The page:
Unlike the reel-to-reel recorder it replaces, the Solid State Recorder has no reels, no tape, and no moving parts to wear out and limit lifetime. Data is digitally stored in computer-like memory chips until Hubble's operators command its playback. Although the Solid State Recorder is about the same size and shape as the reel-to-reel recorder, it can hold approximately ten times as much data. It stores 12 gigabits of data, while the tape recorder it replaces can hold only 1.2 gigabits. This ten times greater storage has proven essential in allowing Hubble's new, high-tech scientific instru-ments to be fully productive.

Flexibility and Multi-tasking

State-of-the-art electronics provide the Solid State Recorder with more capability and flexibility than reel to-reel recorder. This digital recorder is designed to perform the tasks of two separate mechanical recorders. Unlike a mechanical recorder, the Solid State Recorder can record and play back data simultaneously.

Another advantage is its ability to record two data streams at the same time, allowing both the science and engineering data streams to be captured on a single recorder. Unlike the reel-to-reel recorders, data can be played back without having to rewind the tape, and information can be instantly accessed.

Resilient and Long-lasting

Reel-to-reel tape recorders can fall victim to single-point failures, such as a break in the tape or a mechanical defect. The Solid State Recorder does not have mechanically moving parts, and its memory modules have a very low failure rate. This digital recorder is designed to grow old gracefully, compensating for situations such as a bad chip or a bad module.

The recorder automatically detects, corrects and reports random errors in memory. If the failure is too difficult to correct, the affected area can be isolated and skipped over, leaving the rest of memory fully functional. The old, mechanical recorders also had to be sealed in a pressurized enclosure to protect the tape and the delicately lubricated mov-ing parts from the hazards of a space vacuum. This special packaging is not necessary for the Solid State Recorder.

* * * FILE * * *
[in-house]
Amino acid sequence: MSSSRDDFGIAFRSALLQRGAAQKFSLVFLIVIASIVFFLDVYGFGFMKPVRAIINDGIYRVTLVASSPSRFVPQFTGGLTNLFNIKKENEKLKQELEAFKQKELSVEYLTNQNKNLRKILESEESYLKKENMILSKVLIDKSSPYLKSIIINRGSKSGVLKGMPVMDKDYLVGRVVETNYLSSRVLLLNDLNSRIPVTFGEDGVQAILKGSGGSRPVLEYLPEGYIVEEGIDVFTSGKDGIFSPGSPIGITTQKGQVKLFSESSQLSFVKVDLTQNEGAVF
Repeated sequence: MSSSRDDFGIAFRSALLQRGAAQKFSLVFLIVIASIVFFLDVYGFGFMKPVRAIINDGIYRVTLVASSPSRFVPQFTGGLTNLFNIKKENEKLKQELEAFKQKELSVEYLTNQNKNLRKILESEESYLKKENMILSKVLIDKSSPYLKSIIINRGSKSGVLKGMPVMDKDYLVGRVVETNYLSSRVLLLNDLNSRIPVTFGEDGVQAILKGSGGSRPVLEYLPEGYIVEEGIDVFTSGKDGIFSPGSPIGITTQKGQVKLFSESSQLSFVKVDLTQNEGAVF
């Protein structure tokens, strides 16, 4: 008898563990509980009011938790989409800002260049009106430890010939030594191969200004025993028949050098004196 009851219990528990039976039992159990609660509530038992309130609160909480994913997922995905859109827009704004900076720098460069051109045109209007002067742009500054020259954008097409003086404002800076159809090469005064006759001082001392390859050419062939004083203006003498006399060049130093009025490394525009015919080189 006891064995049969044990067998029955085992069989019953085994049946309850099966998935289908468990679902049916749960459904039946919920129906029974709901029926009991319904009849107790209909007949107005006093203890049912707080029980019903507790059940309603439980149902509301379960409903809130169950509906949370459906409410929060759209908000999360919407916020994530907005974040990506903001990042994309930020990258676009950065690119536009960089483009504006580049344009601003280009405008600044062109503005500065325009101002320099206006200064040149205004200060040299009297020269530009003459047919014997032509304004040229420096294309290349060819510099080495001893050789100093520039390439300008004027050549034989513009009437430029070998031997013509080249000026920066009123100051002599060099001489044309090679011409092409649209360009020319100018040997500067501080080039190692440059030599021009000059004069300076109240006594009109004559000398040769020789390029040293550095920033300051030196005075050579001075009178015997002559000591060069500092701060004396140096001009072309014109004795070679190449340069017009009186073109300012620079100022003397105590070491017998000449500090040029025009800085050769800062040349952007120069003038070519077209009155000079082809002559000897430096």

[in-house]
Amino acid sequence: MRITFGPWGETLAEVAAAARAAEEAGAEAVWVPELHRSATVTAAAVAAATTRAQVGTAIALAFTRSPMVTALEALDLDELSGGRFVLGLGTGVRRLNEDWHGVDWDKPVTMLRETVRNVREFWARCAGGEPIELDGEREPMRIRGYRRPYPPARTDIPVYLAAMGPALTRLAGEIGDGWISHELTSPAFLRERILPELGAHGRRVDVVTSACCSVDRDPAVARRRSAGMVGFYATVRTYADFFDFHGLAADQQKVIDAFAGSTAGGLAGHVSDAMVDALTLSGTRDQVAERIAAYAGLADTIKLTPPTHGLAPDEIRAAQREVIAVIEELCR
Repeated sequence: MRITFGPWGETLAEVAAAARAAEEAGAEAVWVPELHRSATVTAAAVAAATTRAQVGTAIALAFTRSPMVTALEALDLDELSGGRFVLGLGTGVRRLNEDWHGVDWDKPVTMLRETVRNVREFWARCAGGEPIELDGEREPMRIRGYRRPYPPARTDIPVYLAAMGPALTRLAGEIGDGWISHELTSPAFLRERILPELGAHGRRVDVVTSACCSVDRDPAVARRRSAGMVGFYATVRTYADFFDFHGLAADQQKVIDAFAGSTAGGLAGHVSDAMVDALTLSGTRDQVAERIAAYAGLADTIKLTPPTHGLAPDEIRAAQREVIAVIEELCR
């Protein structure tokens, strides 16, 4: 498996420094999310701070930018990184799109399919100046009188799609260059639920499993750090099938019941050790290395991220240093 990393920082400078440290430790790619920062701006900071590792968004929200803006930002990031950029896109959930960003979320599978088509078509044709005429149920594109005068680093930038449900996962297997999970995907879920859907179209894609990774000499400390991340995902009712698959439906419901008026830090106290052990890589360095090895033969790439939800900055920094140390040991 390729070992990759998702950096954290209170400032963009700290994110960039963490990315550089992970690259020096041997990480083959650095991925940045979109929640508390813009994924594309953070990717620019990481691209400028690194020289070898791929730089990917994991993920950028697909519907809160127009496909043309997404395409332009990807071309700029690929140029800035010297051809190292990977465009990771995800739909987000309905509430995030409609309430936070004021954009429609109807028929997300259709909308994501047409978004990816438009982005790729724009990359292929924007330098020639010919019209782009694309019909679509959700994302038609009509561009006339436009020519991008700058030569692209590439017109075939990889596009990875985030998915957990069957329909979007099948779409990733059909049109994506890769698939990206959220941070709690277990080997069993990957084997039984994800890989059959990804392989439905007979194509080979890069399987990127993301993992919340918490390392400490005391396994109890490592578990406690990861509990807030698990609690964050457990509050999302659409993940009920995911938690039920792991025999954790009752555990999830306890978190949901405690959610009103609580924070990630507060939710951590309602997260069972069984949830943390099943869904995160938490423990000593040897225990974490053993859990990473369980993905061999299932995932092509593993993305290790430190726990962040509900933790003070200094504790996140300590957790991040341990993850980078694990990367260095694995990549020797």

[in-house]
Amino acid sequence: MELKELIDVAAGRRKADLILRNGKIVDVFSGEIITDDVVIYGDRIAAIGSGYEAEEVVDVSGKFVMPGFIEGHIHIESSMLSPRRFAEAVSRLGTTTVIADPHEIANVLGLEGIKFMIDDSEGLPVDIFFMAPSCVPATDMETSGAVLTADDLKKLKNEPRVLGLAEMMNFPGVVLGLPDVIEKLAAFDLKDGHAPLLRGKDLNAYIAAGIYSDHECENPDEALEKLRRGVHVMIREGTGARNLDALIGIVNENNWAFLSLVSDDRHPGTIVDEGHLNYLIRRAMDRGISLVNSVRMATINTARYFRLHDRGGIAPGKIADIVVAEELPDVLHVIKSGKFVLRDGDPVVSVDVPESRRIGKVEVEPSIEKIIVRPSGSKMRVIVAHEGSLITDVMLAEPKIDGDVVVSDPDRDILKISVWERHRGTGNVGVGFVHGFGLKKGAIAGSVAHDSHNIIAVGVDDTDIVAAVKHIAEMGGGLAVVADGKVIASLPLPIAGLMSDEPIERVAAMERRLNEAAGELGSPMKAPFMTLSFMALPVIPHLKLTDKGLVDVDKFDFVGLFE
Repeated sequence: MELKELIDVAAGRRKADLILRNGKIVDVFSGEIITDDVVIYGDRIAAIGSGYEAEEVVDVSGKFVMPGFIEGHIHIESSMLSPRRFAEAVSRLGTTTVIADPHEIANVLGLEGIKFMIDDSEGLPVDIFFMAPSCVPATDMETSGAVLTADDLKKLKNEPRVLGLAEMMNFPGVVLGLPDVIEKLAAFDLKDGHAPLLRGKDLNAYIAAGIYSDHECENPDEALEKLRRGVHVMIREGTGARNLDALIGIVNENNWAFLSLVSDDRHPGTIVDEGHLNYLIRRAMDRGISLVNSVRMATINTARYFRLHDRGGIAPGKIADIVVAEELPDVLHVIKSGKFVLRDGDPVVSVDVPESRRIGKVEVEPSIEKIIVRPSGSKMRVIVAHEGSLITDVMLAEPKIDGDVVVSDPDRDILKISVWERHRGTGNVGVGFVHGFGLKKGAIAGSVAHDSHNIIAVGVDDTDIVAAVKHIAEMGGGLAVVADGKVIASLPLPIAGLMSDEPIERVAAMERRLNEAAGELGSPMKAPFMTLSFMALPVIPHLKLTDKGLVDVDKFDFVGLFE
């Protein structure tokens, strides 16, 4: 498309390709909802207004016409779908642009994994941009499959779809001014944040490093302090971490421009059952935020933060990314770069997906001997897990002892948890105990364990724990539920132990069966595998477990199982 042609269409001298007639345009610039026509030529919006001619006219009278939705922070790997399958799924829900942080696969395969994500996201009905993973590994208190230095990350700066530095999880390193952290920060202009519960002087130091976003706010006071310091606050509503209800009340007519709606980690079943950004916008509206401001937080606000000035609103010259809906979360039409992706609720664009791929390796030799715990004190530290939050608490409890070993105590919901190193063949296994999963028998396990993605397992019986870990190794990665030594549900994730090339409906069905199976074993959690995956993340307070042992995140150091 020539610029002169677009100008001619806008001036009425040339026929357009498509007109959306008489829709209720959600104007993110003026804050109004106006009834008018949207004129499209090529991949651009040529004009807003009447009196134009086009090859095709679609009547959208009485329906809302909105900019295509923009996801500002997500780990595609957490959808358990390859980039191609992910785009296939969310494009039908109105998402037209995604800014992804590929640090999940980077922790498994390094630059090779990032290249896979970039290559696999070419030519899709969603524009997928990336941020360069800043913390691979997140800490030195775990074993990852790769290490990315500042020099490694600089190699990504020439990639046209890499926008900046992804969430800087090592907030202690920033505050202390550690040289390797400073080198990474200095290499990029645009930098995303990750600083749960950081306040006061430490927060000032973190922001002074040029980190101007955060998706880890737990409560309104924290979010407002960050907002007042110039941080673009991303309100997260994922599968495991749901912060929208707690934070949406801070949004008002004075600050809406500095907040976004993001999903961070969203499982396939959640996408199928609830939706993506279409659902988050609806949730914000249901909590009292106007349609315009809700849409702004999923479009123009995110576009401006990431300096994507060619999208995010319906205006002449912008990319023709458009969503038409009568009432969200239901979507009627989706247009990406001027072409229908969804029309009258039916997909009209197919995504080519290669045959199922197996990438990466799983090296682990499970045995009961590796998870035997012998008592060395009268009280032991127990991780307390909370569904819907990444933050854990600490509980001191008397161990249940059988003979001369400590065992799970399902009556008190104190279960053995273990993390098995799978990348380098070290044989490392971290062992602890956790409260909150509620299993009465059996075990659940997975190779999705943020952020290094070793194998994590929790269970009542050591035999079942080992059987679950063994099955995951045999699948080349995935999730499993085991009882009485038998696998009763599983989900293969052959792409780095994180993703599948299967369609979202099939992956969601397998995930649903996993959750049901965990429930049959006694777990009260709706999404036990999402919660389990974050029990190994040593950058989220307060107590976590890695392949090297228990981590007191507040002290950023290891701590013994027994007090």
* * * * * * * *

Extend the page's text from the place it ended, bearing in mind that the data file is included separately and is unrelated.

NASA successfully tested this Solid State Recorder during a 10-day Space Shuttle Mission (STS-95) in October 1998. Based on these results and the on-orbit performance of the unit already aboard Hubble, NASA expects this new recorder to last the life of the Telescope. The Solid State Recorder was developed at Goddard.


Size 12 x 9 x 7 inches
Weight 25 pounds



During the Hubble Space Telescope Second Servicing Mission in 1997, astronauts detected damage to some of the Telescope's thermal insulation. Years of exposure to the harsh environment of space had taken a toll on Hubble's protective multi-layer insulation, and some areas were torn or broken. This multi-layer insulation protects the Telescope from the severe and rapid temperature changes it experiences as it moves through its 90- minute orbit from very hot sun to very cold night.

Although the cracks looked dramatic, the dam-age was limited to the outermost layer and did not affect the insulation's protective function or Hubble's operation. With help from ground controllers, the astronauts used materials aboard th Space Shuttle Discovery in 1997 to fashion temporary patches. They installed them over the most critically damaged areas, mostly on Hubble's sun-facing side.

Permanent Repair in 1999

During the 1999 servicing mission, astronauts will cover Hubble with permanent sheets called the New Outer Blanket Layer, or NOBL. The crew also will carry a special fabric, called the Shell/Shield Replacement Fabric, or SSRF. The SSRF is scheduled for installation on Servicing Missions 3A and 3B. During SM3A astronauts will install the SSRF on Hubble's forward shell and light shield if time is available. The NOBL covers and SSRF pieces are designed to protect Hubble's external blankets. They will prevent Hubble's insulation from fur ther degradation and maintain normal operating temperatures. NASA tested the materials to ensure that they can withstand exposure to charged particles, X-rays, ultraviolet radiation, and thermal cycling for at least ten years. Astronauts will install seven NOBL covers on Hubble's electronics bay doors. These covers are specially coated stainless steel foil trimmed to fit each particular door. Each cover is supported by a steel picture-frame structure. Expanding plugs, like common kitchen bottle stoppers, fit into door vent holes to allow quick installation.

The SSRF pieces are designed to cover the Telescope's forward shell and light shield. The fabric is composed of flexible, aluminized Teflon© with rip-stop material bonded to the backside. Astronauts will use wire clips to attach each SSRF piece to convenient attachment points such as handrails, brackets and struts. Seven pieces up to 22 feet (7 meters) long will cover 80 percent of the sun-side light shield and forward shell. The fabric pieces are stored in rolls for their trip to orbit.



Hubble Space Telescope circles the Earth at approximately 17,000 miles per hour, every 90 minutes. On the ground we see a day and a night every 24 hours. In space Hubble sees daylight and night every hour and a half. Hubble uses solar energy, collected by the solar arrays, to power its computers and science instruments. At night when there is no sun, Hubble uses its batteries for power. These batteries are then recharged during Hubble's next day.

Charging Hubble's Batteries